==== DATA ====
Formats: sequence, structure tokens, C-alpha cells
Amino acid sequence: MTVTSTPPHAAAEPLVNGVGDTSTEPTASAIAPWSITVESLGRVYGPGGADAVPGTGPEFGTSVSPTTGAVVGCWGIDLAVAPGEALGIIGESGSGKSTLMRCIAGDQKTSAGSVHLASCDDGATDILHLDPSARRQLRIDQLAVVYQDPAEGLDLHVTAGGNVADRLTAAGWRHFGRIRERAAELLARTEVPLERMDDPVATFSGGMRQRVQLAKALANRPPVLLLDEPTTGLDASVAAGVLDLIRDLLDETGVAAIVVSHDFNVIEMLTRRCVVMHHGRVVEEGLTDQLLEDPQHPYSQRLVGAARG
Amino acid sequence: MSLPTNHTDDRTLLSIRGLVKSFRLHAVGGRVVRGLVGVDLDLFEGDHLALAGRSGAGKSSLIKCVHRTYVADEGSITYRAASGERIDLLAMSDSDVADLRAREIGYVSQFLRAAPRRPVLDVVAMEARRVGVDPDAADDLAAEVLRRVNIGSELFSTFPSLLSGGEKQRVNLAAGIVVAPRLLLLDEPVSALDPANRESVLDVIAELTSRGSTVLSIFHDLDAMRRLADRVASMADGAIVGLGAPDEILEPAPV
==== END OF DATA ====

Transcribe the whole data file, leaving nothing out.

Formats: sequence, structure tokens, C-alpha cells
Amino acid sequence: MTVTSTPPHAAAEPLVNGVGDTSTEPTASAIAPWSITVESLGRVYGPGGADAVPGTGPEFGTSVSPTTGAVVGCWGIDLAVAPGEALGIIGESGSGKSTLMRCIAGDQKTSAGSVHLASCDDGATDILHLDPSARRQLRIDQLAVVYQDPAEGLDLHVTAGGNVADRLTAAGWRHFGRIRERAAELLARTEVPLERMDDPVATFSGGMRQRVQLAKALANRPPVLLLDEPTTGLDASVAAGVLDLIRDLLDETGVAAIVVSHDFNVIEMLTRRCVVMHHGRVVEEGLTDQLLEDPQHPYSQRLVGAARG
Amino acid sequence: MSLPTNHTDDRTLLSIRGLVKSFRLHAVGGRVVRGLVGVDLDLFEGDHLALAGRSGAGKSSLIKCVHRTYVADEGSITYRAASGERIDLLAMSDSDVADLRAREIGYVSQFLRAAPRRPVLDVVAMEARRVGVDPDAADDLAAEVLRRVNIGSELFSTFPSLLSGGEKQRVNLAAGIVVAPRLLLLDEPVSALDPANRESVLDVIAELTSRGSTVLSIFHDLDAMRRLADRVASMADGAIVGLGAPDEILEPAPV